An opinion will be based on proper material if it is shown to be based on material that is substantially true. This means that even if all of the alleged the facts cannot be shown to be true, the defence is open if the opinion is reasonably based on those facts.

In the Power Ledger case, the defendants sought to rely upon the opinion of a Mr Peter Williams, a partner at Deloitte Consulting specialising in technology matters, who had been expressly identified by name in the Spruikers article.  

The court therefore needed to ascertain whether the defamatory matter in the Spruikers article constituted an expression of opinion of Mr Williams, which was related to a matter of public interest, and was based on proper material.

Statements of fact vs expressions of opinion

Justice Le Miere noted that of the 18 sentences making up the Spruikers article, only two were attributed to Mr Williams: the first was a statement to the effect that providing a financial incentive, or bounty, for individuals to promote initial coin offerings, could lead to unethical behaviour; the second was a quote from Mr Williams stating that these practices are "classic market manipulation techniques".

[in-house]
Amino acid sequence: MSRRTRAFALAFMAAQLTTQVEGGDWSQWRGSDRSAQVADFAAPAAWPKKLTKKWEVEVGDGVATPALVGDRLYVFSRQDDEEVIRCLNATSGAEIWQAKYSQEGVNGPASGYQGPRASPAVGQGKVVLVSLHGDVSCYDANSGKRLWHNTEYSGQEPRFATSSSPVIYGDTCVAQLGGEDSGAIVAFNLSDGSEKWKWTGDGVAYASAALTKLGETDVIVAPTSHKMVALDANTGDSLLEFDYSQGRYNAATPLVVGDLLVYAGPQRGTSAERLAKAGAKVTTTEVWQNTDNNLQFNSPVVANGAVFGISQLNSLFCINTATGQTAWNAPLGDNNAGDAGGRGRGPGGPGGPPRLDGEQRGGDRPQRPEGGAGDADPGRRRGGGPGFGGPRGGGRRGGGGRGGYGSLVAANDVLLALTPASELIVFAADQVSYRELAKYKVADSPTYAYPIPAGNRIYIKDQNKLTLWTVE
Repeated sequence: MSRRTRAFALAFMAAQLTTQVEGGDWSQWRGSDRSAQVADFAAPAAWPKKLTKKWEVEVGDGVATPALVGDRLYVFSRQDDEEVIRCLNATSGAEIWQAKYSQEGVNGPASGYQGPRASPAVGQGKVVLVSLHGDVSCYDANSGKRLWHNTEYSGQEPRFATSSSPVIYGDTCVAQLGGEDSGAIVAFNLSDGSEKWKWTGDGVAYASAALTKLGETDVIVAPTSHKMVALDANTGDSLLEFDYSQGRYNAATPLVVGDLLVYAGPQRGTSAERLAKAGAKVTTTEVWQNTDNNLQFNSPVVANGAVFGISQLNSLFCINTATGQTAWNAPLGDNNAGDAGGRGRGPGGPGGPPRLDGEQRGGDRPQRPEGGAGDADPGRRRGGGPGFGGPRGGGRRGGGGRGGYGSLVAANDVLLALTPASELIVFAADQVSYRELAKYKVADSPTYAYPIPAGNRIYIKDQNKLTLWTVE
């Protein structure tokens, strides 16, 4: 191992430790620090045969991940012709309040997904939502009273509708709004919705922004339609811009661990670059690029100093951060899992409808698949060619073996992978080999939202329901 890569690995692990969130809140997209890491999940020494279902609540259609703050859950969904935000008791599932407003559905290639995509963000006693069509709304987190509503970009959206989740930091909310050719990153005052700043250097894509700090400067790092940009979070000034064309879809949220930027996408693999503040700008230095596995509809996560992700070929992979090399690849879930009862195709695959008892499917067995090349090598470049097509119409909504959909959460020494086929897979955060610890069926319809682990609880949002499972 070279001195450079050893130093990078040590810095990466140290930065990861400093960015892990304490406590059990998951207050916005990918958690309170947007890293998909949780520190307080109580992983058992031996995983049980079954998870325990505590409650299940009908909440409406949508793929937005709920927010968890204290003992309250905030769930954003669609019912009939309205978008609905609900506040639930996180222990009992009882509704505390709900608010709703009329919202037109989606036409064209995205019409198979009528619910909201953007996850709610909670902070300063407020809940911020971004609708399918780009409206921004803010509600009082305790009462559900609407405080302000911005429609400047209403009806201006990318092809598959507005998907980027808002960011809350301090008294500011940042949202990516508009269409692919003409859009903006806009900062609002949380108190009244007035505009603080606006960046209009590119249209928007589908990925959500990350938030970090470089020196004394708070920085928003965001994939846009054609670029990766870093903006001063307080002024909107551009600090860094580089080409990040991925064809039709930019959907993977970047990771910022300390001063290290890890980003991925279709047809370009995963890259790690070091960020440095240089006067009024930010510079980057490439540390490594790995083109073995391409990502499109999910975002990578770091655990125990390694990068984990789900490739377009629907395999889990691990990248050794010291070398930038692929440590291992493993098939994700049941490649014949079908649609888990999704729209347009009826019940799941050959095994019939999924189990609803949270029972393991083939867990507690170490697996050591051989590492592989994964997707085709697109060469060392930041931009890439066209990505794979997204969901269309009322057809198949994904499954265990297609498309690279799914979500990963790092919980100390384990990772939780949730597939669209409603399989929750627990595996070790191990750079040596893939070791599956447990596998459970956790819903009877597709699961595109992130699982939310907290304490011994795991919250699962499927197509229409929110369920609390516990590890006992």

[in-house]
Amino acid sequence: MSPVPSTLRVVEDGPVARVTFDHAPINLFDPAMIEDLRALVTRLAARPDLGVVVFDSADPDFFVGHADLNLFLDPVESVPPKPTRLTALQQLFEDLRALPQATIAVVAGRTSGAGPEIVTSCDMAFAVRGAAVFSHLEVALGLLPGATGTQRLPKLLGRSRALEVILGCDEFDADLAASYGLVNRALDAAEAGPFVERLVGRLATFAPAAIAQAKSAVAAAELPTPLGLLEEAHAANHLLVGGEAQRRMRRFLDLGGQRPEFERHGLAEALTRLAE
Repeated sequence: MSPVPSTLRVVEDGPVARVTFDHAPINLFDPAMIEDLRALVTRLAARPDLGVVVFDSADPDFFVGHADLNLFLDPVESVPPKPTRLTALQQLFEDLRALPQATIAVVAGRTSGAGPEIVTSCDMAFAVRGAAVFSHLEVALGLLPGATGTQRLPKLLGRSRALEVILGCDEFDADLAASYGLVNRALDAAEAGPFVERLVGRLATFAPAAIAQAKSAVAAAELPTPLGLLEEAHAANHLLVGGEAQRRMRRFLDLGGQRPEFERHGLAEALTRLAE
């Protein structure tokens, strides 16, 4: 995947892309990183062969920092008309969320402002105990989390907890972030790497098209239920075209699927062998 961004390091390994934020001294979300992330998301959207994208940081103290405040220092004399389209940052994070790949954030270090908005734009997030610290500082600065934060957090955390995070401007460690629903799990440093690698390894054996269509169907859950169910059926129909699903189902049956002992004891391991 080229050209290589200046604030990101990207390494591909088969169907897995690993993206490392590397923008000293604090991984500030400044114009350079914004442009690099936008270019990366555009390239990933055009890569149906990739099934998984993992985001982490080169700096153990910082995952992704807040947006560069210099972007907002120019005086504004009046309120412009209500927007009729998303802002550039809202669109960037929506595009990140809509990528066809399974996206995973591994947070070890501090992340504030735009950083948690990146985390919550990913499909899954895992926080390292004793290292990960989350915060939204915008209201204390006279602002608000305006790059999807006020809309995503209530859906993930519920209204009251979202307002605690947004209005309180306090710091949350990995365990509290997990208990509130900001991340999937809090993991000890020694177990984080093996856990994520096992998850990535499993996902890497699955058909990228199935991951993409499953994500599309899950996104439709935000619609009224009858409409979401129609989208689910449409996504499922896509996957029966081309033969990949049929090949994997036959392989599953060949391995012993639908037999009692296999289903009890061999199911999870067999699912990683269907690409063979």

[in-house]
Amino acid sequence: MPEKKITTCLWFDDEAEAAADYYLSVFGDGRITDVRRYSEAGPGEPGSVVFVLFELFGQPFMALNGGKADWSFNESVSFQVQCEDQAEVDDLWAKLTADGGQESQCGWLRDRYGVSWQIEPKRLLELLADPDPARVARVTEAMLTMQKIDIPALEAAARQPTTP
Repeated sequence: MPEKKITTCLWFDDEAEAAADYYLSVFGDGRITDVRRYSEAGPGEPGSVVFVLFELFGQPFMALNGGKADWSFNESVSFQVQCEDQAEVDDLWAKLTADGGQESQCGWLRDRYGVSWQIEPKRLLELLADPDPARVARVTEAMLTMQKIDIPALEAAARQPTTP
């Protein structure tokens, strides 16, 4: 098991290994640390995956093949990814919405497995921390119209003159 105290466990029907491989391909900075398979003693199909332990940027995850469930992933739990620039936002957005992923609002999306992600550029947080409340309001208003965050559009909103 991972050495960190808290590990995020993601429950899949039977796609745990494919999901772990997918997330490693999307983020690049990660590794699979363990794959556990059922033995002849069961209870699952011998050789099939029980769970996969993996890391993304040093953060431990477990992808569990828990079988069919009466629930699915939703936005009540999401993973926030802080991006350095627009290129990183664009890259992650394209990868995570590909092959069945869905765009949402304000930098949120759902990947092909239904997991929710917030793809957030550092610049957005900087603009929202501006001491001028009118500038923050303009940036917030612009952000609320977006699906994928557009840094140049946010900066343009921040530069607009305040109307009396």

Justice Le Miere accepted that a defence of honest opinion could be where the statement of opinion from a commentator constituted only a small part of a broader article.  However, in this case, the statements purportedly attributed to Mr Williams did not actually convey the defamatory "sting" within the Spruikers article because Mr Williams had not commented on Dr Green or Power Ledger specifically. His statements about how providing financial incentives to initial coin offerings could promote unethical behaviour were only general in nature.  His Honour found that the Spruikers article would therefore not be understood by a reasonable reader to be a statement, whether of fact or opinion, from Mr Williams. Rather, the articles were statements by Mr Patrick, published by the AFR, which included some statements attributable to Mr Williams (amongst others).